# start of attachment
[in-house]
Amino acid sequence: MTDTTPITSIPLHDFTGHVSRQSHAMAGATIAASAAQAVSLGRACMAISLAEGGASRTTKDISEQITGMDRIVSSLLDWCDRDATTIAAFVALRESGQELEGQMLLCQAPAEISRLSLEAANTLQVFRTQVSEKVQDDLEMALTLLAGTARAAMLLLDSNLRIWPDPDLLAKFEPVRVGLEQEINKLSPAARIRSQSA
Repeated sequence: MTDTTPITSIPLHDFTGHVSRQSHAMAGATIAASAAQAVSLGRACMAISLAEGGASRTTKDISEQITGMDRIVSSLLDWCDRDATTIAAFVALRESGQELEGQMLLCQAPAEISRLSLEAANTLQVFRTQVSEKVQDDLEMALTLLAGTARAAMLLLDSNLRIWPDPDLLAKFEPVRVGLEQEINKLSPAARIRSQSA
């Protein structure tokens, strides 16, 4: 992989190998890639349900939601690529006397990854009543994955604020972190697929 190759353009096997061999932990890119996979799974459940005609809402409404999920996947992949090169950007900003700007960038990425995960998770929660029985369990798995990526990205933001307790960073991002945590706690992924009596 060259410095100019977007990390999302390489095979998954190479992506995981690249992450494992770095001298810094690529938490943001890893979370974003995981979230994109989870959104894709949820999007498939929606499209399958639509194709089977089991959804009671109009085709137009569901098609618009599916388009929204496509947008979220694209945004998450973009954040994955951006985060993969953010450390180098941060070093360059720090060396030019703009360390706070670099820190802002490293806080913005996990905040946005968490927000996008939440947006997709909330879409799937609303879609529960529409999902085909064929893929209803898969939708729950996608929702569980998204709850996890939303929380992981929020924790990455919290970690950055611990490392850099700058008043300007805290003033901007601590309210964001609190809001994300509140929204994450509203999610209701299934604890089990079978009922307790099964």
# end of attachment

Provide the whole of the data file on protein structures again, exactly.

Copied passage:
[in-house]
Amino acid sequence: MTDTTPITSIPLHDFTGHVSRQSHAMAGATIAASAAQAVSLGRACMAISLAEGGASRTTKDISEQITGMDRIVSSLLDWCDRDATTIAAFVALRESGQELEGQMLLCQAPAEISRLSLEAANTLQVFRTQVSEKVQDDLEMALTLLAGTARAAMLLLDSNLRIWPDPDLLAKFEPVRVGLEQEINKLSPAARIRSQSA
Repeated sequence: MTDTTPITSIPLHDFTGHVSRQSHAMAGATIAASAAQAVSLGRACMAISLAEGGASRTTKDISEQITGMDRIVSSLLDWCDRDATTIAAFVALRESGQELEGQMLLCQAPAEISRLSLEAANTLQVFRTQVSEKVQDDLEMALTLLAGTARAAMLLLDSNLRIWPDPDLLAKFEPVRVGLEQEINKLSPAARIRSQSA
């Protein structure tokens, strides 16, 4: 992989190998890639349900939601690529006397990854009543994955604020972190697929 190759353009096997061999932990890119996979799974459940005609809402409404999920996947992949090169950007900003700007960038990425995960998770929660029985369990798995990526990205933001307790960073991002945590706690992924009596 060259410095100019977007990390999302390489095979998954190479992506995981690249992450494992770095001298810094690529938490943001890893979370974003995981979230994109989870959104894709949820999007498939929606499209399958639509194709089977089991959804009671109009085709137009569901098609618009599916388009929204496509947008979220694209945004998450973009954040994955951006985060993969953010450390180098941060070093360059720090060396030019703009360390706070670099820190802002490293806080913005996990905040946005968490927000996008939440947006997709909330879409799937609303879609529960529409999902085909064929893929209803898969939708729950996608929702569980998204709850996890939303929380992981929020924790990455919290970690950055611990490392850099700058008043300007805290003033901007601590309210964001609190809001994300509140929204994450509203999610209701299934604890089990079978009922307790099964």